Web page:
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84 Amazon Contract Drivers and Dispatchers Have Joined the Teamsters Union

“We want fair pay and safe jobs, to be able to provide food for our families,” one driver said.

Amazon drivers and dispatchers in Palmdale, California, are pictured after joining the International Brotherhood of Teamsters and reaching a tentative agreement containing workplace improvements.

In what the International Brotherhood of Teamsters on Monday called a “historic victory,” 84 drivers and dispatchers in Palmdale, California have joined the union and reached a tentative deal with an Amazon “delivery service partner” that may be losing its contract with the online retail giant.

The contractor, Battle-Tested Strategies (BTS), voluntarily recognized the union, meaning workers can skip an election. However, the employees still need to vote on the agreement negotiated by Teamsters Local 396 and Joint Council 42, which includes pay increases, health and safety provisions, and a grievance procedure.

“Amazon workers are joining the Teamsters to demand more from this company, including good wages, safe working conditions, and respect,” explained Randy Korgan, Teamsters Amazon division director and Joint Council 42 director of organizing.

“The Teamsters,” Korgan continued, “are coordinating nationwide with Amazon workers, allies committed to holding this corporation accountable, and our union’s 1.2 million members to make sure Amazon provides the benefits and protections that working people deserve.”

Rajpal Singh, a driver in Palmdale, similarly stressed that “we want fair pay and safe jobs, to be able to provide food for our families. We want to know we will make it home to our families at night after delivering Amazon packages in the extreme heat.”

“We organized with the Teamsters to change our working conditions for the better,” Singh added. “We deliver in an Amazon van, wearing an Amazon uniform, but when we petition Amazon, they ignore us. We have a mass of support, we are a union, and now they need to listen.”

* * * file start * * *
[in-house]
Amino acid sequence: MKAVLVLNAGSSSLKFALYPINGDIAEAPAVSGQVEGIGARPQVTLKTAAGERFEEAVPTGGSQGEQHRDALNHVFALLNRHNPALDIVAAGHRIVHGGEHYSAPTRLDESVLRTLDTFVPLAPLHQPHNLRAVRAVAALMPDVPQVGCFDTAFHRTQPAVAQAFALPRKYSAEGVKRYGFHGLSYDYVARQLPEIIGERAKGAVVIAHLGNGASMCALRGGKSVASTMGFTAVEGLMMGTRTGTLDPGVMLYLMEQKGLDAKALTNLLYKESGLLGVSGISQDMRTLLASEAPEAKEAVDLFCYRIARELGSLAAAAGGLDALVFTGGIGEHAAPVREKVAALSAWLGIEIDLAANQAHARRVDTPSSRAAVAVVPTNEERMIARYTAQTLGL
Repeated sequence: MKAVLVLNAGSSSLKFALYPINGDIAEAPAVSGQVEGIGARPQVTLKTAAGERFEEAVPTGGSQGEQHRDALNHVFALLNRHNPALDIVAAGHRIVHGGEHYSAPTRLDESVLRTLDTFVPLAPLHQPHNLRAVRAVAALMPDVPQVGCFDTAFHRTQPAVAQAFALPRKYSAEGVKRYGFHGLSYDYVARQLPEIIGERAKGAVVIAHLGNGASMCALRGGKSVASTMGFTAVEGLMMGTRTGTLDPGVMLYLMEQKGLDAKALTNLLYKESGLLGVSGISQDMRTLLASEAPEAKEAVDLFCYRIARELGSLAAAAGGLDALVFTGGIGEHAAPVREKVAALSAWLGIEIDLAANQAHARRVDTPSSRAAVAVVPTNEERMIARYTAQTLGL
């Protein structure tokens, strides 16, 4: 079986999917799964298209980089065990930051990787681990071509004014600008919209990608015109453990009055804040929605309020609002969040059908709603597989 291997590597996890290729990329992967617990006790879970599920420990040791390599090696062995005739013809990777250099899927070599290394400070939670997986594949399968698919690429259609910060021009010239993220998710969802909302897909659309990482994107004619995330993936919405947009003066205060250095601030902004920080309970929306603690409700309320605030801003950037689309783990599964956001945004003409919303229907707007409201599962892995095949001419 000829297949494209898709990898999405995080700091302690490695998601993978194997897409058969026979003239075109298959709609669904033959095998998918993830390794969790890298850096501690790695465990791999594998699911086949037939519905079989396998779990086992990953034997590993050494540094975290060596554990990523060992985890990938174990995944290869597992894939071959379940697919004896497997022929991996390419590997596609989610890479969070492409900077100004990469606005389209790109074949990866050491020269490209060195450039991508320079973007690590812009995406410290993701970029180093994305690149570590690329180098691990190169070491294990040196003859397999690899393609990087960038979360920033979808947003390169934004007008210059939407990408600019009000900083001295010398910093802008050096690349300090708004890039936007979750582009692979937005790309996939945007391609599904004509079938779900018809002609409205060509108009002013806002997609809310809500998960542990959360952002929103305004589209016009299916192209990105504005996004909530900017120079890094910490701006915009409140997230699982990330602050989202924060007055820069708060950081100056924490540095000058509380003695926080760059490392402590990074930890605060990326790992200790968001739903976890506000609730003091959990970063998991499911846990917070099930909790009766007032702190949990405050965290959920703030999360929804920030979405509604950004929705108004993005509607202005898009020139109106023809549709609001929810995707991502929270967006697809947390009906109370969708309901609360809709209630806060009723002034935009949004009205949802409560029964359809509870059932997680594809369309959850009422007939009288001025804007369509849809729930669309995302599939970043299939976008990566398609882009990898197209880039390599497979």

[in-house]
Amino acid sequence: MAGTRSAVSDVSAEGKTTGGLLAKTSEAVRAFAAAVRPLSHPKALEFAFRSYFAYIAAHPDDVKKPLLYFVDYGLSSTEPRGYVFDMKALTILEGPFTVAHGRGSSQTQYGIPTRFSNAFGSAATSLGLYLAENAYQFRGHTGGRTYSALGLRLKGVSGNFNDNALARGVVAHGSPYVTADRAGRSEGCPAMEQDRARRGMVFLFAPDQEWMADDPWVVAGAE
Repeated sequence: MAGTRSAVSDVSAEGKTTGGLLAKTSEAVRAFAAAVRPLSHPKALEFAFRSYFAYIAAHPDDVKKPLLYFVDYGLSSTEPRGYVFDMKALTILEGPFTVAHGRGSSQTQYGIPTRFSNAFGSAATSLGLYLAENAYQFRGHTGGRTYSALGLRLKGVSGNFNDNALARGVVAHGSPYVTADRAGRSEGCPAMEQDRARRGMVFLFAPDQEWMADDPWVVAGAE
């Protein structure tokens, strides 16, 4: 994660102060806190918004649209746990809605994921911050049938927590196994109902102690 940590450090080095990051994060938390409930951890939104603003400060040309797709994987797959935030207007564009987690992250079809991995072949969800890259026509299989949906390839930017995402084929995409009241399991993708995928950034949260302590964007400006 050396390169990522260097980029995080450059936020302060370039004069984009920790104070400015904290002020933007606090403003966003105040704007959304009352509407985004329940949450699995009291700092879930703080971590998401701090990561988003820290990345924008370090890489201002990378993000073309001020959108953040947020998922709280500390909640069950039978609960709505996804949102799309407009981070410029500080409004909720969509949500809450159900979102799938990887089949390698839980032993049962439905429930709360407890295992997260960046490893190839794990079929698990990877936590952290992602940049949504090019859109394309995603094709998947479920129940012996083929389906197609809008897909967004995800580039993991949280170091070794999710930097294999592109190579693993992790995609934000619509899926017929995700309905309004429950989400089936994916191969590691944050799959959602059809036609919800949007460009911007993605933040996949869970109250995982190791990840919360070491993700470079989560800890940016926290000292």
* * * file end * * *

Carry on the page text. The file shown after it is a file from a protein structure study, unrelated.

Teamsters Local 396 secretary-treasurer Victor Mineros said that “I commend these workers for their courage to take on this greedy multibillion-dollar corporation,” and “we are confident this will lead other Amazon workers nationwide to organize with the Teamsters.”

Mineros also noted the historic nature of the development in California — which comes amid a unionization wave hitting other major corporations including Apple and Starbucks. While some Michigan-based drivers who worked for Silverstar Delivery voted to join the Teamsters in 2017, some union supporters were fired and the Amazon contractor ultimately shut down that location.

According to The Washington Post:

Johnathon Ervin, a veteran and the owner of Battle-Tested Strategies, said he decided to recognize the union after repeatedly asking Amazon to address his drivers’ concerns about heat and vehicle safety. He currently receives $19.75 an hour to pay each driver, which he said prevents him from raising wages.

Over the past two summers, Battle-Tested Strategies drivers have had to deliver as temperatures have soared far above 100°F for multiple days in a row. One BTS driver was hospitalized for heat exhaustion last year, Ervin said.

[…]

Delivery routes, where drivers are expected to drop off between 250 to 400 packages, typically run 10 hours.

But when Ervin allowed drivers to end their shifts without completing their Amazon’s delivery routes last year over what he said were health concerns, Amazon threatened to put Ervin on official notice that he could lose his contract, he said.

In a statement provided to multiple media outlets on Monday, Amazon spokesperson Eileen Hards said that “whether the Teamsters are being intentionally misleading or they just don’t understand our business, the narrative they’re spreading is false.”

“This group of individuals do not work for Amazon,” Hards said of the BTS employees. “Our delivery network is made up of thousands of independently owned and operated small businesses who provide delivery services for our company.”

“This particular third-party company had a track record of failing to perform and had been notified of its termination for poor performance well before today’s announcement,” the spokesperson added. “This situation is more about an outside company trying to distract from their history of failing to meet their obligations.”

Gizmodo reported Monday that Hards declined to offer specifics about the BTS contract — while Ervin told the outlet that “as far as I’m aware, my contract is legal until October 3, 2023,” and denied having been given any notice about performance or termination.

“It’s despicable” and an example of Amazon’s “retaliation techniques” against unionizing workers, the BTS owner also told Gizmodo, referencing how the company has responded to union drives in places like Alabama and New York.

While his “lawyers are looking at all the information,” BTS workers will “continue delivering packages,” Ervin added. “That’s the mission.”

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